Few of us believe war exists because not enough of us are visualizing world peace. Why, then, do so many of us buy into this idea that thinking controls emotion. Perhaps it is because that, while we recognize there is some relationship between thought and emotion, we fail to notice which comes first.
Consider your own experience.
So, let’s notice. I’ll tell you my experience, and I invite you to see if it matches with yours. So far as I know personally, I get angry first, and rationalize it second. Not once can I recall weighing the situation logically and — only then — deciding I should be angry and then become angry.
Fear, itself, is a good example. When about to step on a snake, the amygdala reacts to the shape of the snake. The amygdala triggers a shot of stress hormones. The amygdala acts based on our genetic encoding. Though we have to be conscious for the amygdala to act based on visual information, what the amygdala does is done completely outside of our awareness. As soon as the amygdala acts — completely on its own — we become acutely aware of “something”. We know there is “something”going on. Yet, we don’t know what. We feel different. Our heart rate has increased. Our breathing has changed. There is tension in the body. Our focus has shifted, perhaps from daydreaming, to what is going on right here right now. The hormones make us freeze.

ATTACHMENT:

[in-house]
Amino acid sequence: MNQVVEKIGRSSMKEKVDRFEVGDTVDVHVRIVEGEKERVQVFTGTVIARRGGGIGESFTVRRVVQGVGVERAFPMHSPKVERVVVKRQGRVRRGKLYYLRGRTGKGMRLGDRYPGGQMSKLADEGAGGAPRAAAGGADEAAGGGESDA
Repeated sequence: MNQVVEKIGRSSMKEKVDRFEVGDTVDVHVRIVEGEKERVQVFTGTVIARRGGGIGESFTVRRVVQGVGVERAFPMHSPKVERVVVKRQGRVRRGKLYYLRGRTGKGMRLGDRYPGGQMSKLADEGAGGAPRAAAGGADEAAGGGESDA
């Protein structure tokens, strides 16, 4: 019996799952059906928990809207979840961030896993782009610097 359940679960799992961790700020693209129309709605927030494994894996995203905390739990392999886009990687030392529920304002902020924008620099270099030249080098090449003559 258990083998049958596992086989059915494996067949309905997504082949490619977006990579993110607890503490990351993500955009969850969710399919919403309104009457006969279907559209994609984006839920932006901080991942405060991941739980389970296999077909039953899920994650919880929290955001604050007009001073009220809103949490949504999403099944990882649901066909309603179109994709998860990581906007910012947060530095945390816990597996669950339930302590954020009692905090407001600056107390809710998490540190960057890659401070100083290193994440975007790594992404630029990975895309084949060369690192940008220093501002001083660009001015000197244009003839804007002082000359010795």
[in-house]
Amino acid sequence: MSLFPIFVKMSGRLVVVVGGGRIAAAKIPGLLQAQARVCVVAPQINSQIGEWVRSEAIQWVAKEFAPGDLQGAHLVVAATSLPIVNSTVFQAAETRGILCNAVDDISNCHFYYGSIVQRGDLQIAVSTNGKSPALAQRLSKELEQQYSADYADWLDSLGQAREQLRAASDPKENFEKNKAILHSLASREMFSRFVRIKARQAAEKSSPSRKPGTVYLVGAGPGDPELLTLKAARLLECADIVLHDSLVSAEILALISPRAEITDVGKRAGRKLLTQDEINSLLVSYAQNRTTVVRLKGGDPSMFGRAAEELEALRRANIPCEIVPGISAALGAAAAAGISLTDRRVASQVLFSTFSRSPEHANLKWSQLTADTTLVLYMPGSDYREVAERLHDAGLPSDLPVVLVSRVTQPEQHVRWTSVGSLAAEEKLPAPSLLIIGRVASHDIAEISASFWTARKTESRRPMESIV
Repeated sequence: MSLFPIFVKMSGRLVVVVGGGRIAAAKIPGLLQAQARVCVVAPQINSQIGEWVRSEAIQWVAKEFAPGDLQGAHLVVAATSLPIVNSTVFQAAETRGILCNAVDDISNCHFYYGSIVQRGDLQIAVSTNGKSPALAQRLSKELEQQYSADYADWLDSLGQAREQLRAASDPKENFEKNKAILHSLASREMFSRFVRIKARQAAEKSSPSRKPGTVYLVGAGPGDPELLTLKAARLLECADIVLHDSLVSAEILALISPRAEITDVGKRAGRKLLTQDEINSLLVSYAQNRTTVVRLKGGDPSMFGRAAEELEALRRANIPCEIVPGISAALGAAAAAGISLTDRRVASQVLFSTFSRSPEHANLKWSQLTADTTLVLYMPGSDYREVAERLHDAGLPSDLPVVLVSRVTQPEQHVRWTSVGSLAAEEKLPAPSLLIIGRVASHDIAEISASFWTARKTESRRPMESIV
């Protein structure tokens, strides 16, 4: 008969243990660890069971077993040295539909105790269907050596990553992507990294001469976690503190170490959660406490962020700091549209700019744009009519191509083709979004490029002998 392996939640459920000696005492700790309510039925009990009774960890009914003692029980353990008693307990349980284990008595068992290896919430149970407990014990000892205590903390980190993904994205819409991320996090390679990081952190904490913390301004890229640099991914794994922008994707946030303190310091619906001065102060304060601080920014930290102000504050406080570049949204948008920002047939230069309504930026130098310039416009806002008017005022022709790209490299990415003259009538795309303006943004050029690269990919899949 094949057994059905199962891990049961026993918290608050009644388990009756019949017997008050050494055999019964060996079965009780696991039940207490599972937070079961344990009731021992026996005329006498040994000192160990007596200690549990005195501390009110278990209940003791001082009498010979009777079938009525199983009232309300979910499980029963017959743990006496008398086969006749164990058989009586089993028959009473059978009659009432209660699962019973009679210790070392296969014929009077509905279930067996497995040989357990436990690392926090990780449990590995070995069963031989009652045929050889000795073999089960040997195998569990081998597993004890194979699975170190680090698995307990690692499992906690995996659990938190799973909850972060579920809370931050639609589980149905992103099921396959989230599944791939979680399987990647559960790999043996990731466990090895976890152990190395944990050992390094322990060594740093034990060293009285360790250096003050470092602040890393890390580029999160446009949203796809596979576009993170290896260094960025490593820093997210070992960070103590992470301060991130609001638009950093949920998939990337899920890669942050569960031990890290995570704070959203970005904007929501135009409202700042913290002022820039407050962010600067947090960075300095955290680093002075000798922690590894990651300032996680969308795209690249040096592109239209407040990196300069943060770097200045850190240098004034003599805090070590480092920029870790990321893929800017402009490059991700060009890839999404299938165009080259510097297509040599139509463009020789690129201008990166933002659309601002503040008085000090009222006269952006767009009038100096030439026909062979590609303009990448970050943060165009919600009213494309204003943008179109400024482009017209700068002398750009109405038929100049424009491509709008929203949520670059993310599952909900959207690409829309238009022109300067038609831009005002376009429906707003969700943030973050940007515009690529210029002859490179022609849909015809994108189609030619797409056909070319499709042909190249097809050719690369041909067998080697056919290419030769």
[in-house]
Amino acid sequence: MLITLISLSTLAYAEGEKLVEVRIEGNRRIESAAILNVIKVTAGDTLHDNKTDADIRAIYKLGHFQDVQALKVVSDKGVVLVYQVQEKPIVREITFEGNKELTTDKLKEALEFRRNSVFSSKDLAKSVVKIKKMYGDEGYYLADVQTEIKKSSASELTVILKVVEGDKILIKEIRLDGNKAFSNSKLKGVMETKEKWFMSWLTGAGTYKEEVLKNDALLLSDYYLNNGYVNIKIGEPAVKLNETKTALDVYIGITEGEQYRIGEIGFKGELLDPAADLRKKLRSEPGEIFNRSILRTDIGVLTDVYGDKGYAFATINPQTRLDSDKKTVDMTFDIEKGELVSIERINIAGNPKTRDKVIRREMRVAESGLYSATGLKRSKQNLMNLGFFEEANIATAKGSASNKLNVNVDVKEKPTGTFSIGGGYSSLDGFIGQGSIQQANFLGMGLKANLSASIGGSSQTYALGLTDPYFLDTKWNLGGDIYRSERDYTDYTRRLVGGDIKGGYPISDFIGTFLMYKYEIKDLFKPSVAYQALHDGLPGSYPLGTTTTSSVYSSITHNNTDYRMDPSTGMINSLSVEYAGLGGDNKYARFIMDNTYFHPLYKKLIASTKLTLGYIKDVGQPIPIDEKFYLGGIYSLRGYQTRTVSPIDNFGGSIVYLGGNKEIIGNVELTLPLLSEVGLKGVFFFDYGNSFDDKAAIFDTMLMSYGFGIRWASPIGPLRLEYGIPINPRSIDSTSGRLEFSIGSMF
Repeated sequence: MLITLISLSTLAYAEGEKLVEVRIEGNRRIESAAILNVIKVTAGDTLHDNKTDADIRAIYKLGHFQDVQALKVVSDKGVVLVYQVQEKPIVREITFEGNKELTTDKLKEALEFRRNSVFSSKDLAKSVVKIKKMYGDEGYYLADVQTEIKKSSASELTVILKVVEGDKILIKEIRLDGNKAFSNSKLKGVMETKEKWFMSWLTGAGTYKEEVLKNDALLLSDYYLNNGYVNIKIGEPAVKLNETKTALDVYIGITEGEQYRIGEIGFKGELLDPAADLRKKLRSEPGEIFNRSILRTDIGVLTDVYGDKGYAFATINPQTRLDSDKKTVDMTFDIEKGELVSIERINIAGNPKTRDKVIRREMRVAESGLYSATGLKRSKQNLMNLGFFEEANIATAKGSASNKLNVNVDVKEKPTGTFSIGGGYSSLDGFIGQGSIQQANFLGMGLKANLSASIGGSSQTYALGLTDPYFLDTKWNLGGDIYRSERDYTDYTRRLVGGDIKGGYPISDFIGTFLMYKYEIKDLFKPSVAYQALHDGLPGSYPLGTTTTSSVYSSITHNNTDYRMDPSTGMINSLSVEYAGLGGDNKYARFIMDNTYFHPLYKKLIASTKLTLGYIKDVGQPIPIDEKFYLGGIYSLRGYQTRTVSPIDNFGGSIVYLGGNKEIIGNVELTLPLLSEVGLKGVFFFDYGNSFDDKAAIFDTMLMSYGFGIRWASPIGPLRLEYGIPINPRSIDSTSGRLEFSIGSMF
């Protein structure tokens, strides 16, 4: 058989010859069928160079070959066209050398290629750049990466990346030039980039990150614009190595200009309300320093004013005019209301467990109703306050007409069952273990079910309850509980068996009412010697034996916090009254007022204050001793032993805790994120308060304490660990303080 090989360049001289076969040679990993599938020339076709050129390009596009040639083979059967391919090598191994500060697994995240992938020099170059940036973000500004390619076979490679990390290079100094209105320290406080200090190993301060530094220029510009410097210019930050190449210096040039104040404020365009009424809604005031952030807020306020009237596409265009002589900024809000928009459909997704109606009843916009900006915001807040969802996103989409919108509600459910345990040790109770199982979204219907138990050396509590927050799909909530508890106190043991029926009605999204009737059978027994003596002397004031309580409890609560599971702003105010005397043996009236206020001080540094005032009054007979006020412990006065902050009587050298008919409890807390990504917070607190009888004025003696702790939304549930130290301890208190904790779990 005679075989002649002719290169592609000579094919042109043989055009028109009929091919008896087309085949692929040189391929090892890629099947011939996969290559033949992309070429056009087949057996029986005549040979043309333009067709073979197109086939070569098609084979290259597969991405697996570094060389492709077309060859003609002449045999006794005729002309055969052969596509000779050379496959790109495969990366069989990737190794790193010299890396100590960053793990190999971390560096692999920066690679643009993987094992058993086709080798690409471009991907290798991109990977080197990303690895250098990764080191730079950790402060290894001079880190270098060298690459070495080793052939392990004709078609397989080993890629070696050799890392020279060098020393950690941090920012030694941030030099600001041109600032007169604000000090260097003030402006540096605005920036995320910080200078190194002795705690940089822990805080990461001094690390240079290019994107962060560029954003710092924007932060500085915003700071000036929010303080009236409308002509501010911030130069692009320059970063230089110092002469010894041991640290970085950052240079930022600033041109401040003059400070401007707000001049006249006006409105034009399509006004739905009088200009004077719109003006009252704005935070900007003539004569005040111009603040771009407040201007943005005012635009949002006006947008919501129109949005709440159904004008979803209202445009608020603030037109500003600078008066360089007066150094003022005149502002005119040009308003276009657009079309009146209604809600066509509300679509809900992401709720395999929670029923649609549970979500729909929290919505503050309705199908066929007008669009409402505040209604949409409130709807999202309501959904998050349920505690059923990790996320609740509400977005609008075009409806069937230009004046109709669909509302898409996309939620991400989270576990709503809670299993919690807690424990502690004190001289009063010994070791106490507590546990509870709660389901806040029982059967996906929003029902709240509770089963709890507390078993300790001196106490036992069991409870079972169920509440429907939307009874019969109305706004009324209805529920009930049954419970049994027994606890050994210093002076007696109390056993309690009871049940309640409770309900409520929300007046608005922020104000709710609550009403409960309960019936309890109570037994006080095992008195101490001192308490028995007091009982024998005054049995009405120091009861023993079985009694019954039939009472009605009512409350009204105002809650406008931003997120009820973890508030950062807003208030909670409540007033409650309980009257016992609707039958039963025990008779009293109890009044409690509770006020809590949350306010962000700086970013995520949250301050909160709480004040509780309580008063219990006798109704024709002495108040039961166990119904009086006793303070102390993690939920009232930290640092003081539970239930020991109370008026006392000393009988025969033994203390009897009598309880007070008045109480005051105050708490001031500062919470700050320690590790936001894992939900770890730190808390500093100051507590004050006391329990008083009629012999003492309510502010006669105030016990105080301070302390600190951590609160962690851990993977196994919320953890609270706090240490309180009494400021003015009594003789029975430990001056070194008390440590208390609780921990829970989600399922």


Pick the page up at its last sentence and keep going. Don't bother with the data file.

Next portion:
Only then do we see the snake. The feelings we think of as fear come from the stress hormones which are in play well before we have cognition about the threat.
The idea that emotions are controlled by unconscious processes has not been well-received. Freud began telling us that a hundred years ago. Is isn’t easy to get used to the the “bottom up” way of thinking about emotion. The idea that we are not in control of our own mind can be insulting. Though some in psychology believed all along that emotions are controlled “bottom up”, proof of this has come only recently based on brain scan technology that has been in use for less than ten years. Though cognition — if it can stay in the picture when emotions heat up — can help keep behavior and cognition itself appropriate, cognition does not regulate emotions.
Cognition doesn’t control emotions; cognition can potentially control behavior. That is, cognition can control behavior if emotions don’t cause cognition to stop. Well-developed cognition can hold up in the presence of considerable emotion. Cognition that is not well-developed can falter in the presence of relatively mild emotion.